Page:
Carol A. Hand My heart is heavy with the news coming from Standing Rock, ND today. It’s led me to do something I rarely do. I’m posting a request for the help of all of those who follow this blog. For the sake of the health of our earth and future generations, I ask you […]

via A Request for Action to Support Standing Rock Water Protectors — Voices from the Margins

‘New Era of Climate Change Reality,’ WMO Warns


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With atmospheric carbon dioxide concentrations having reached a “symbolic and significant milestone” in 2015—and with no signs of them abating this year—the World Meteorological Organization (WMO) said Monday that “a new era of climate change reality” is upon us.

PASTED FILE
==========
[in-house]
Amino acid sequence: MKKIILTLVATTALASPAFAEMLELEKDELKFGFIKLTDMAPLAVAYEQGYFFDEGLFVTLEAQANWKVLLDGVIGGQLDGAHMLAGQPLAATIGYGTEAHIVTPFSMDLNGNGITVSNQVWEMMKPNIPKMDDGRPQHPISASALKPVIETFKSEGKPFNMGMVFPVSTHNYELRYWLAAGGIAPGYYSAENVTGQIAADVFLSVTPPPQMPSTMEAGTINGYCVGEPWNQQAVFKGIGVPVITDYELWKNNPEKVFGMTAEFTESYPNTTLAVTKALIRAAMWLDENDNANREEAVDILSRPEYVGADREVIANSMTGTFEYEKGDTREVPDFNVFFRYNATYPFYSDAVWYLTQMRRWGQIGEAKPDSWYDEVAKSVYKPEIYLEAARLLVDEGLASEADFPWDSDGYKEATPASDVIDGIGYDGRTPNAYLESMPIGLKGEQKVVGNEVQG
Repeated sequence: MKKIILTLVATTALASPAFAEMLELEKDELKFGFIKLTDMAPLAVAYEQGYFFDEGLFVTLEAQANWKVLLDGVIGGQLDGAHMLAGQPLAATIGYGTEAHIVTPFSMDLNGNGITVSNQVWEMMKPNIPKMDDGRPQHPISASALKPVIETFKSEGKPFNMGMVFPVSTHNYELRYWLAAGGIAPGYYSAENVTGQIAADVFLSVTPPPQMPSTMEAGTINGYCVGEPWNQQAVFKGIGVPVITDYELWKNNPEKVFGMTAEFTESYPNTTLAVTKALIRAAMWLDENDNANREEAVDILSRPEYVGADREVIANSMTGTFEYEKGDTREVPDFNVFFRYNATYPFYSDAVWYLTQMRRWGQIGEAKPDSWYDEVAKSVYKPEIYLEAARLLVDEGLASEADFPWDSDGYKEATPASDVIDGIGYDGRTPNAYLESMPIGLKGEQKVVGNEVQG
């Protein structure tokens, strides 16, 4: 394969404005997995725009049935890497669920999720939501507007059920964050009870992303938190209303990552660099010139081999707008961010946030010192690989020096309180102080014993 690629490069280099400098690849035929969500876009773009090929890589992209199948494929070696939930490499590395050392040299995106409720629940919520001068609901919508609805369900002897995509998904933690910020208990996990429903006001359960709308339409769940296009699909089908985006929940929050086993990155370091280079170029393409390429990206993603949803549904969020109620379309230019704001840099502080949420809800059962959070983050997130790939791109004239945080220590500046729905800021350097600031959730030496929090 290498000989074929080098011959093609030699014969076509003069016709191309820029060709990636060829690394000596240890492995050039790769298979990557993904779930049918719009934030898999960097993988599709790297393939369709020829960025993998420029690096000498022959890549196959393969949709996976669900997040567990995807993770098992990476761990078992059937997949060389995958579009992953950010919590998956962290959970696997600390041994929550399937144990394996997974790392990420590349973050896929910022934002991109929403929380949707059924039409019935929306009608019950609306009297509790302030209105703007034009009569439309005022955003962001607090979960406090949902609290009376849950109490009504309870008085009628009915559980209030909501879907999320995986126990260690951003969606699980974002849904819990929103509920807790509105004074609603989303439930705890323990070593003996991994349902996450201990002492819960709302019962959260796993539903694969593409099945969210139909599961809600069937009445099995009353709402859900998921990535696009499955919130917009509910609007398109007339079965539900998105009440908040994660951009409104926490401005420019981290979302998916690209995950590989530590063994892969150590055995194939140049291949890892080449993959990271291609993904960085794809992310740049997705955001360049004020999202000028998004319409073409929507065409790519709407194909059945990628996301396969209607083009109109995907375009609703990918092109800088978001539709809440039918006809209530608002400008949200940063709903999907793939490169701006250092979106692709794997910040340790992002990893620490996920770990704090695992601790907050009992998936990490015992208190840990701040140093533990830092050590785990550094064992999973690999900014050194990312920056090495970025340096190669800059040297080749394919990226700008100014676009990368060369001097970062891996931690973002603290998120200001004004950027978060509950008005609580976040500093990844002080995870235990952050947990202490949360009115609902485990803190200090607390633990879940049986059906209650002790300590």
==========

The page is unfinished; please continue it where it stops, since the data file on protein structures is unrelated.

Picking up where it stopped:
Source: ‘New Era of Climate Change Reality,’ WMO Warns

Caught in a Storm Surge


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Hurricane Matthew – Storm Surge Threatens U.S. Eastern Seaboard – October 2016
Photo Credit: NBC Nightly News


Warmer oceans
Fearsome winds drive clouds of water bombs
Caught in a storm surge

In Aleppo
Lives mean nothing to take out Assad
Caught in a storm surge

Video tape
Unmasks groping billionaire
Caught in a storm surge

Hacked email files
Reveal deception of Favored One
Caught in a storm surge

U.S. & Russia
In stalemate over Syria
Caught in a storm surge

Temperatures rise
War drums roll between nuclear powers
Caught in a storm surge

Whatever our choice
Come November at the polls we are
Caught in a storm surge

Winds gather force
I hold onto Wisdom to save us
Caught in a storm surge